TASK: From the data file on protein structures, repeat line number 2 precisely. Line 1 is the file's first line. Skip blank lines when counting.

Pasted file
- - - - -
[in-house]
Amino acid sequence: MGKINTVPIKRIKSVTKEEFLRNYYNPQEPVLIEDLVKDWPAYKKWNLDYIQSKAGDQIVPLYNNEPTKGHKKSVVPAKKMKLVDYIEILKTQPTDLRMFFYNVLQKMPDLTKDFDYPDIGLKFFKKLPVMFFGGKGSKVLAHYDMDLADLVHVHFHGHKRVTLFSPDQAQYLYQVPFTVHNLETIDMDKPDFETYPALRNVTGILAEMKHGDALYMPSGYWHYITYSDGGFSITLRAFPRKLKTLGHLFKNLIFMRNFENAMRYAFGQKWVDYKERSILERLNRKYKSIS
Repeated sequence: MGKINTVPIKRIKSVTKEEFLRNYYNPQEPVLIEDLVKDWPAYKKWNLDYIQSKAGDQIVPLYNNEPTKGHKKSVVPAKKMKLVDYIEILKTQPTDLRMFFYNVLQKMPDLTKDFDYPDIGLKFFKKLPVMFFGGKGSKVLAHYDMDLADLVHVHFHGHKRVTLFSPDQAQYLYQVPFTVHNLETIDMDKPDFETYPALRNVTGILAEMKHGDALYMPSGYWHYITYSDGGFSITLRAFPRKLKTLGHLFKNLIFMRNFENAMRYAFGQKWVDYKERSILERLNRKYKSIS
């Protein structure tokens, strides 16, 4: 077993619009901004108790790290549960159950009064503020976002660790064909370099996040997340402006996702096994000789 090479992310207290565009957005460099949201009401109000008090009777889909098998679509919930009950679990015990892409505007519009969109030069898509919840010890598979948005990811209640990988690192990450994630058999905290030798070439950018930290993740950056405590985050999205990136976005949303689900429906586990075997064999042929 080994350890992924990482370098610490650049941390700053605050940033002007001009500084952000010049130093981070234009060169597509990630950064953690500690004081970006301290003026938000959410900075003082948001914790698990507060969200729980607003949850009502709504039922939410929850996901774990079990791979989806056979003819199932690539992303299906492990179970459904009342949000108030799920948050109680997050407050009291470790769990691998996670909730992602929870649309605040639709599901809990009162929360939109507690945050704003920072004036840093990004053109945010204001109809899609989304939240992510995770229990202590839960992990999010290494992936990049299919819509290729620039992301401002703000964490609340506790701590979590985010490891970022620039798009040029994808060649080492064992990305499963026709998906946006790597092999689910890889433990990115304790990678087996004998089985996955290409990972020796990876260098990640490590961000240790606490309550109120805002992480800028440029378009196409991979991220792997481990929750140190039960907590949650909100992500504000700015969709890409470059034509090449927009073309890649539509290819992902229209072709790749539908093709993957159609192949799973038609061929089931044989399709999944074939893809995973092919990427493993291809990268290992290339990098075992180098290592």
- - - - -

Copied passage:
Amino acid sequence: MGKINTVPIKRIKSVTKEEFLRNYYNPQEPVLIEDLVKDWPAYKKWNLDYIQSKAGDQIVPLYNNEPTKGHKKSVVPAKKMKLVDYIEILKTQPTDLRMFFYNVLQKMPDLTKDFDYPDIGLKFFKKLPVMFFGGKGSKVLAHYDMDLADLVHVHFHGHKRVTLFSPDQAQYLYQVPFTVHNLETIDMDKPDFETYPALRNVTGILAEMKHGDALYMPSGYWHYITYSDGGFSITLRAFPRKLKTLGHLFKNLIFMRNFENAMRYAFGQKWVDYKERSILERLNRKYKSIS